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Impact on mortality of systolic and/or diastolic heart failure in the elderly: 10 Years of follow up
Umeå University, Faculty of Medicine, Department of Public Health and Clinical Medicine, Medicine. Research Unit, Department of Medicine, Skellefteå Hospital, Skellefteå, Sweden.
Umeå University, Faculty of Medicine, Department of Public Health and Clinical Medicine, Medicine. Research Unit, Department of Medicine, Skellefteå Hospital, Skellefteå, Sweden.
2015 (English)In: Journal of Clinical Gerontology and Geriatrics, ISSN 2210-8335, Vol. 6, no 1, 20-26 p.Article in journal (Refereed) Published
Abstract [en]

Background/purpose: There is a lack of long-term follow-up studies for elderly patients with heart failure (HF) in primary health care. There is conflicting information on prognostic differences between systolic or diastolic HF in elderly patients. Our aims were, first, to study the association between overall HF or types of HF and all-cause and cardiovascular mortality, and second, to explore the impact of N-terminal prohormone of brain natriuretic peptide (NTproBNP) and comorbidities. Methods: A longitudinal, prognostic, observational primary health care study with 10 years of follow-up comparing an elderly patient population with HF (systolic and/or diastolic HF) to patients without HF was conducted. HF was diagnosed with echocardiography according to the European Society of Cardi- ology guidelines. Results: Seventy-seven of 144 patients (102 women and 42 men; mean age, 77 years) had systolic and/or diastolic HF and were compared with 67 patients without HF (Reference group). During the 10-year follow-up, 71 (49%) patients died (women, 68%; men, 32%). In univariate Cox regression analysis, sig- nificant associations were found for overall HF [hazard ratio (HR), 1.86; 95% confidence interval (CI), 1.15 e3.01], isolated systolic HF (HR, 1.95; 95% CI, 1.06e3.61), and combined (systolic and diastolic) HF (HR, 3.28; 95% CI, 1.74e6.14) with all-cause mortality, but not for isolated diastolic HF. Similar results were found for cardiovascular mortality. In multivariate analysis, age (HR, 1.11; 95% CI, 1.06e1.17), kidney dysfunction (HR, 1.91; 95% CI, 1.11e3.29), smoking (HR, 3.70; 95% CI, 2.02e6.77), and NTproBNP (HR, 1.01; 95% CI, 1.00e1.02) significantly predicted all-cause mortality, but not any type of HF. Conclusion: Patients diagnosed with systolic HF had a worse prognosis for mortality compared to the reference group, but in patients with diastolic HF the prognosis for mortality was similar with that in the reference group. NTproBNP was a valuable prognostic factor in elderly patients. Emphasis should be 1. Introduction In the elderly population (>75 years), the prevalence of heart failure (HF) is about 10%.1 The prognosis for patients with HF is poor, comparable to a diagnosis of cancer.2 Severe systolic HF has the most serious prognosis,3 but whether diastolic HF has the same ominous prognosis as systolic HF in both younger and elderly pa- tients is a matter of debate.3e5 Elderly patients, especially females, are known to more often have diastolic HF than younger patients.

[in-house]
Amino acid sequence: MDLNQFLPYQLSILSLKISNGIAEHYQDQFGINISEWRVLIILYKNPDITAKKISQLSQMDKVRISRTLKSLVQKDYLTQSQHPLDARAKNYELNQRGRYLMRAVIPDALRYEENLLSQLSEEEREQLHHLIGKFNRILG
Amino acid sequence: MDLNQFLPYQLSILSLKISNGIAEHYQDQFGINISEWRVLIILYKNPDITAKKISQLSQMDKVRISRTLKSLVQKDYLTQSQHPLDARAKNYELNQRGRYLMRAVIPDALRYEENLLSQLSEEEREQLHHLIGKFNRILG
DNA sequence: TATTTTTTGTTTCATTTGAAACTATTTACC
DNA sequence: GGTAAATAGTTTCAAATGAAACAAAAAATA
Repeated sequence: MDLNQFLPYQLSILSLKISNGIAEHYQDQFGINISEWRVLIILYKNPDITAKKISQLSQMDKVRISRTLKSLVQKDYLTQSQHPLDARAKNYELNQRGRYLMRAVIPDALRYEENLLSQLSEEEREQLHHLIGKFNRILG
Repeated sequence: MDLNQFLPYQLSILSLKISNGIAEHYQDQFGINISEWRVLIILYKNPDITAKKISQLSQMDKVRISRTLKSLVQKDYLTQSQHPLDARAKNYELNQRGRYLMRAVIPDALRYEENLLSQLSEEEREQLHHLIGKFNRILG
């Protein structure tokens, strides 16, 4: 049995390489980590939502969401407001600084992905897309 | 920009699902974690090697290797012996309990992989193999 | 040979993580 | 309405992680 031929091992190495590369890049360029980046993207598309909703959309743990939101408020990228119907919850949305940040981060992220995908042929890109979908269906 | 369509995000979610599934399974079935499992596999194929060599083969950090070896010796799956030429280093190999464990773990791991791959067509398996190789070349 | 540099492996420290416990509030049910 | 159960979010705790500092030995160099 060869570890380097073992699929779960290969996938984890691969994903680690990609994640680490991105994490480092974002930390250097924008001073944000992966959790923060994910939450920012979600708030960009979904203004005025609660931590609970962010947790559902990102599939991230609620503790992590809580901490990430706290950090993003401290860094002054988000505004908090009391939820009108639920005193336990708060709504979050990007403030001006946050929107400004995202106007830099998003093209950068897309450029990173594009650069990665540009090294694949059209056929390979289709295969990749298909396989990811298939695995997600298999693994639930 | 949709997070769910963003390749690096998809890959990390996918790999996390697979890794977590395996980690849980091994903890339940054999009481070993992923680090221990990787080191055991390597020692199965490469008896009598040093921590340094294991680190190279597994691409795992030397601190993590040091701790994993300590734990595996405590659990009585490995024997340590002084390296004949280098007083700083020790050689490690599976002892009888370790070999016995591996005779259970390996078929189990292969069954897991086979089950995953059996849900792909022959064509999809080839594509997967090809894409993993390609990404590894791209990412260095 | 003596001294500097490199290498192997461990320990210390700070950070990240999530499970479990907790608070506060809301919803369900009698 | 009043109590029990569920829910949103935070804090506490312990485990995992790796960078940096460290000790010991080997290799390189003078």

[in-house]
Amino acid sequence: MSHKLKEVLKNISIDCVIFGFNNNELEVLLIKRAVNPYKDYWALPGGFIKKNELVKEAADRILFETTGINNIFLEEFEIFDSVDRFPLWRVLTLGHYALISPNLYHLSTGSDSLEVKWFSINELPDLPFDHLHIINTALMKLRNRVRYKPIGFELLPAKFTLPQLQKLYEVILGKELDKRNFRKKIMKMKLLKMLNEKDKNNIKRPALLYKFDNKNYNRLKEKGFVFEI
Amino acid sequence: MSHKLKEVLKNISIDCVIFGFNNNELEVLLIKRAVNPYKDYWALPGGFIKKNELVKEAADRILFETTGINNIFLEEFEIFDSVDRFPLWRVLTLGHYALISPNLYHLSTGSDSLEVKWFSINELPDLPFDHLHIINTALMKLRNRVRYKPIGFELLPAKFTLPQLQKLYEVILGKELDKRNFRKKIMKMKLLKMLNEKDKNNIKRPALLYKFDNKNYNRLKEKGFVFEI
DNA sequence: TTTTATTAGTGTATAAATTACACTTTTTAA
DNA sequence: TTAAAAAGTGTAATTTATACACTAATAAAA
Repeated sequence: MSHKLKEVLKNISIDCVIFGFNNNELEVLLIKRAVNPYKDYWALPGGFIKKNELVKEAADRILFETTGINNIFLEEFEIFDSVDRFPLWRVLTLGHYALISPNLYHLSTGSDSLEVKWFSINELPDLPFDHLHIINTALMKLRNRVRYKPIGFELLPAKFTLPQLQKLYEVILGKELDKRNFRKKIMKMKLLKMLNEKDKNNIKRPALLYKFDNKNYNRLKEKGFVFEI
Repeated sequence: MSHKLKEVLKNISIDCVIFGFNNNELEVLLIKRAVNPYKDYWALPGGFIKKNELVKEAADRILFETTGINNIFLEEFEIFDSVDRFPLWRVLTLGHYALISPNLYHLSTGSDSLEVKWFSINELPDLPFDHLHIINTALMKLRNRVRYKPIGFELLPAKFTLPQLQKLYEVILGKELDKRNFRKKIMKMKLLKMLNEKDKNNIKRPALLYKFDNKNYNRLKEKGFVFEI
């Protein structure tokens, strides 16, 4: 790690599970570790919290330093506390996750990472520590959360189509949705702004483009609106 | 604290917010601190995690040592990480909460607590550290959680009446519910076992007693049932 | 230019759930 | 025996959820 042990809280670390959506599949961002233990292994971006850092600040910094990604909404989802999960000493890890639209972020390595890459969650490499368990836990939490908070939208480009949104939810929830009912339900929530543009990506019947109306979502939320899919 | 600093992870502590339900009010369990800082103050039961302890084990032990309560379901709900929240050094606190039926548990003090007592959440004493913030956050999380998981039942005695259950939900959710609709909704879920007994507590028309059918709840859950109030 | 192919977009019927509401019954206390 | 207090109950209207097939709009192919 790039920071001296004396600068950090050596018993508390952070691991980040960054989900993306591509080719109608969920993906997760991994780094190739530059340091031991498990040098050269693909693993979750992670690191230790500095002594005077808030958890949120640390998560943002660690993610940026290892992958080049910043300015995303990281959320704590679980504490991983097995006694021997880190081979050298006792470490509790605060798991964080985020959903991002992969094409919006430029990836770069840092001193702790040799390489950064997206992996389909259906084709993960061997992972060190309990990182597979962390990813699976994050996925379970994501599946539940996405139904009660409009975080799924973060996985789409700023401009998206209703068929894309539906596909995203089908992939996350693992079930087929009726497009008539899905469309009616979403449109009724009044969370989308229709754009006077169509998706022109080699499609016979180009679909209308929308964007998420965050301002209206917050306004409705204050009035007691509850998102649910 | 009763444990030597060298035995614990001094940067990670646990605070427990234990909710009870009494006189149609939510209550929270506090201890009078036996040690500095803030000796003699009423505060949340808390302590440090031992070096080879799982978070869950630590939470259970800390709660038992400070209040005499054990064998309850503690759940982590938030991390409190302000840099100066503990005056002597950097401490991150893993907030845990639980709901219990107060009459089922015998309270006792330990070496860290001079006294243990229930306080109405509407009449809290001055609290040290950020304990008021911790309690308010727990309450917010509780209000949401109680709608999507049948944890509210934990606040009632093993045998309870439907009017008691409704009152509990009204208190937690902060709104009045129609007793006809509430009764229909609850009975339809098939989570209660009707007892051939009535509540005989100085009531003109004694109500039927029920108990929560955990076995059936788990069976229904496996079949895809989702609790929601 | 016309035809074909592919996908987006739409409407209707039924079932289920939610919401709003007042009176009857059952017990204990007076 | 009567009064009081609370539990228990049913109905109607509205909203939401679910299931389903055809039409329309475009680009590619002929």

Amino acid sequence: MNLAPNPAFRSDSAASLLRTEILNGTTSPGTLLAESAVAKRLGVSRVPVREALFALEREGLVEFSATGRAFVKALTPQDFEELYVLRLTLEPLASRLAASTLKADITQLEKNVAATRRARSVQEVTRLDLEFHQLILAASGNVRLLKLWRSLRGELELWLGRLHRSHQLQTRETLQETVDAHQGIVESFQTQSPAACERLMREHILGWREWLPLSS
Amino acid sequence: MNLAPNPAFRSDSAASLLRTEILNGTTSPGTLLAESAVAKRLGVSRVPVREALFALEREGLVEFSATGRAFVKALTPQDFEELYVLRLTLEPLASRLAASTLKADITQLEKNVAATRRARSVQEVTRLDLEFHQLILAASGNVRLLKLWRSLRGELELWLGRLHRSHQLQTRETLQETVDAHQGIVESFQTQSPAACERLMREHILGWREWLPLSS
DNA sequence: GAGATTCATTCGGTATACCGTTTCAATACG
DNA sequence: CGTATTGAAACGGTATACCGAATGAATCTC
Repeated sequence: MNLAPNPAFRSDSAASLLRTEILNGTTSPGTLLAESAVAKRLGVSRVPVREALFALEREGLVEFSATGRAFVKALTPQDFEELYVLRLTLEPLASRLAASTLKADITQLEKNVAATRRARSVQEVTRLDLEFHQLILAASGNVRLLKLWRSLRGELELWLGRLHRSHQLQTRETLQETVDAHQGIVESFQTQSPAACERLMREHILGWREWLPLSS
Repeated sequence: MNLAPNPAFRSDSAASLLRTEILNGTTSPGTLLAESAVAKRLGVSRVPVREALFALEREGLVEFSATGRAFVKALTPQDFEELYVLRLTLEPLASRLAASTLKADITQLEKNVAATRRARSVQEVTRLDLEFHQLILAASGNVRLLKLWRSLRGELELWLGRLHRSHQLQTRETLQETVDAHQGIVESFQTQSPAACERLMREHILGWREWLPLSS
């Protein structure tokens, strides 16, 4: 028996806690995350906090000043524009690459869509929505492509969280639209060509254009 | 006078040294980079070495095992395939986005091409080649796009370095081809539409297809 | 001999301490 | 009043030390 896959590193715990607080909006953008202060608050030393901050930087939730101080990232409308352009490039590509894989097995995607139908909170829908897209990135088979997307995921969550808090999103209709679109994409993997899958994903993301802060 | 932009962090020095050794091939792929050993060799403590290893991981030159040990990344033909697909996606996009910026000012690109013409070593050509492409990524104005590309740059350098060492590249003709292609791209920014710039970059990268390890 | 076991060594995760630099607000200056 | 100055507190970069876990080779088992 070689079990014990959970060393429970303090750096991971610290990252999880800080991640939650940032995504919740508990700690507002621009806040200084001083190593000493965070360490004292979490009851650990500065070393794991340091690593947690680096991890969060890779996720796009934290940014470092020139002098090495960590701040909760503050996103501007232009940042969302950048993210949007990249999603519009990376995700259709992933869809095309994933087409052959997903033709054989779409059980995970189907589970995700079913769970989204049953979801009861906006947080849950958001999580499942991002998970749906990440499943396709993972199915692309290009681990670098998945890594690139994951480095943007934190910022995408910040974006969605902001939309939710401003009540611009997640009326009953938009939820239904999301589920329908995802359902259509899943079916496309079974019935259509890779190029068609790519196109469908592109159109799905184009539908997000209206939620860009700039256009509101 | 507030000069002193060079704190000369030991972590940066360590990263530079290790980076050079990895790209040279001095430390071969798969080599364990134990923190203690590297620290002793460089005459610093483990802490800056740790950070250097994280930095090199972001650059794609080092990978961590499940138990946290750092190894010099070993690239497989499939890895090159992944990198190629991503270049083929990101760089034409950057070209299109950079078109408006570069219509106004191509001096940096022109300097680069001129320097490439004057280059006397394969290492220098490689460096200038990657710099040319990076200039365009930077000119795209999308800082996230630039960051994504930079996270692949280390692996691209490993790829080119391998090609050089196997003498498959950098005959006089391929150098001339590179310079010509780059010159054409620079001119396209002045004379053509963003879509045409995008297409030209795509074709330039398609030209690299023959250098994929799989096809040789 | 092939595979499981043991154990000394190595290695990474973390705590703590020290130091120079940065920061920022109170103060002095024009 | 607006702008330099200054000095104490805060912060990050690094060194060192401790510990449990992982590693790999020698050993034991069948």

Place, publisher, year, edition, pages
2015. Vol. 6, no 1, 20-26 p.
Keyword [en]
elderly, heart failur, primary health care, prognosis
National Category
Cardiac and Cardiovascular Systems
Identifiers
URN: urn:nbn:se:umu:diva-102565DOI: 10.1016/j.jcgg.2014.10.002OAI: oai:DiVA.org:umu-102565DiVA: diva2:808348
Available from: 2015-04-28 Created: 2015-04-28 Last updated: 2015-05-08Bibliographically approved
In thesis
1. Heart failure in elderly with focus on diagnosis and prognosis
Open this publication in new window or tab >>Heart failure in elderly with focus on diagnosis and prognosis
2015 (English)Doctoral thesis, comprehensive summary (Other academic)
Abstract [en]